Wolf, as almost all beginning cooks are, is worried about screwing up and yet anxious to get to the fun parts. To him the prep work is boring. "Come on, Mom! Enough with the mincing and the stirring! I wanna put it in the pan!" He's learning though. And by 18 he'll be a far more competent cook than I was at his age. The one thing he really, really needs to get over is his fear of getting hurt. Burned, mostly. But the knife work scares him too. I tell him burns and cuts come with the job and being timid is going to get him hurt worse. I snort when I see him stirring the pasta water wearing an elbow-length oven mitt and standing there three feet back from the bbq and tossing the matches in. After 40 years at the stove I can dunk my fingers into boiling pots and flip sizzling cutlets with my bare hands. Scraped knuckles, nicked fingertips, blisters, grease splattered eyeglasses, singed hair, they all come with the job. Something he's going to have to accept. He will. Someday soon he's going to sear his first real battle scar into his hide or whack off a chunk of finger and realize he'll live. From there his confidence will grow. Once you've rinsed your own blood off the carrot shreds you get the idea that cooking isn't for sissies and you get braver about things.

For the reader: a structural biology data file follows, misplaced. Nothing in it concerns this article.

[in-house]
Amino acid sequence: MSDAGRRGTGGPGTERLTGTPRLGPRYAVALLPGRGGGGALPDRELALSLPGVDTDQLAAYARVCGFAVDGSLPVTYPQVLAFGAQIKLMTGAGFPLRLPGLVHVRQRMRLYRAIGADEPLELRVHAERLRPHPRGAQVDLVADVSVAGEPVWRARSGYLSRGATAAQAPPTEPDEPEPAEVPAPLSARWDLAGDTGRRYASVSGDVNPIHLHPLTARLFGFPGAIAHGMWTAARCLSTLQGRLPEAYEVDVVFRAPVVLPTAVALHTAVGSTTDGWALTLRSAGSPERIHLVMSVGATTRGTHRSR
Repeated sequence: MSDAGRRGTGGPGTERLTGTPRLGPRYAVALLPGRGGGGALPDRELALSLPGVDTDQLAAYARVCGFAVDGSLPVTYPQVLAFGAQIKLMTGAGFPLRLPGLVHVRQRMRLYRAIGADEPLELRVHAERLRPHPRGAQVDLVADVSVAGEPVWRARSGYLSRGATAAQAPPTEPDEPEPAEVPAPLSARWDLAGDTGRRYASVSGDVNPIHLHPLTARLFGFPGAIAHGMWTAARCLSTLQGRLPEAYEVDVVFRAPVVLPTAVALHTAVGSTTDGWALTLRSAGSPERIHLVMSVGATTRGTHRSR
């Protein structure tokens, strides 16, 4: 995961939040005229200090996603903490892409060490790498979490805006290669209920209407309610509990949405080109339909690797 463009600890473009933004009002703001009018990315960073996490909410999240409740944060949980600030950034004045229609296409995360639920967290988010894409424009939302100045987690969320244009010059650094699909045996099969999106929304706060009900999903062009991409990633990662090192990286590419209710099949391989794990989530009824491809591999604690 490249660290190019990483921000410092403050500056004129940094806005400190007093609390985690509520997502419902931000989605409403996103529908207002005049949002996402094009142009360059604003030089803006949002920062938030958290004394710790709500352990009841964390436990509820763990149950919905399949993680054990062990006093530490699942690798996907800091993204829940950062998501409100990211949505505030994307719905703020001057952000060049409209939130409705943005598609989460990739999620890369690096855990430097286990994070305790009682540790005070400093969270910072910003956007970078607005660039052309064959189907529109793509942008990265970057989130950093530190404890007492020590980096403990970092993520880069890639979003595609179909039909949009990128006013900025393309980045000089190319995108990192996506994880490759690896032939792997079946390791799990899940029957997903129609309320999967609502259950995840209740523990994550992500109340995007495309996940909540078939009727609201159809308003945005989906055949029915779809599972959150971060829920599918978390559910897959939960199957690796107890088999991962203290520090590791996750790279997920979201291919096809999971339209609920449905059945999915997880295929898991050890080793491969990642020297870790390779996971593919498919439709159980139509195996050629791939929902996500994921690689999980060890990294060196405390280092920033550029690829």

Not that I want him to get hurt. Not by a long shot. If I can I'll spare him 'fun' experiences like the time I set my head on fire trying to light a pre-WWII ancient gas oven with a Bic lighter. Or that time I ran a steel skewer through my forearm. Or steam-boiling the inside of my wrist and watching in shock as my flesh just evaporated down to the bone. (I still have the scar from that one. A discolored dented mark about the size and shape of a quarter.) If I can teach my boy how to handle himself in the kitchen without major damage to his bod I'll be very happy. But the minor stuff? Wolf is going to have to learn to deal. The occasional bacon fat pop and knife nick, eh, no biggie.

In fact there's very few aspects of the now-scorned art of keeping a house that are without some physical danger. Cleaning fluid fumes, sprains and strains from reaching and crouching to get at crud high and low, near-hernias from shoving furniture, sneezing fits from dusting and de-cobwebbing, bleach marks on skin and clothing doing laundry, sore knees from doing the floors, nausea from cleaning out the fridge/scrubbing toilets/cleaning up pet (and human!) puke and poop, falls from stepladders, or even the sheer disgust of cleaning a child's bedroom and the weight of fury from seeing the wasted money and futile quacking spent on trying to teach our offspring the necessity of taking care of their toys and things, and the very real pain of stepping on a Lego with your bare feet.

It's absurd, really, how little value and respect are given to the supposedly 'easy' job of caring for a home. Sure, as an artist and a homemaker my time is less structured than those who punch a clock, but this doesn't lessen the demand for me to get my shit done. It only means I don't have anyone else (like a boss or a time-clock) to hate if I slack off.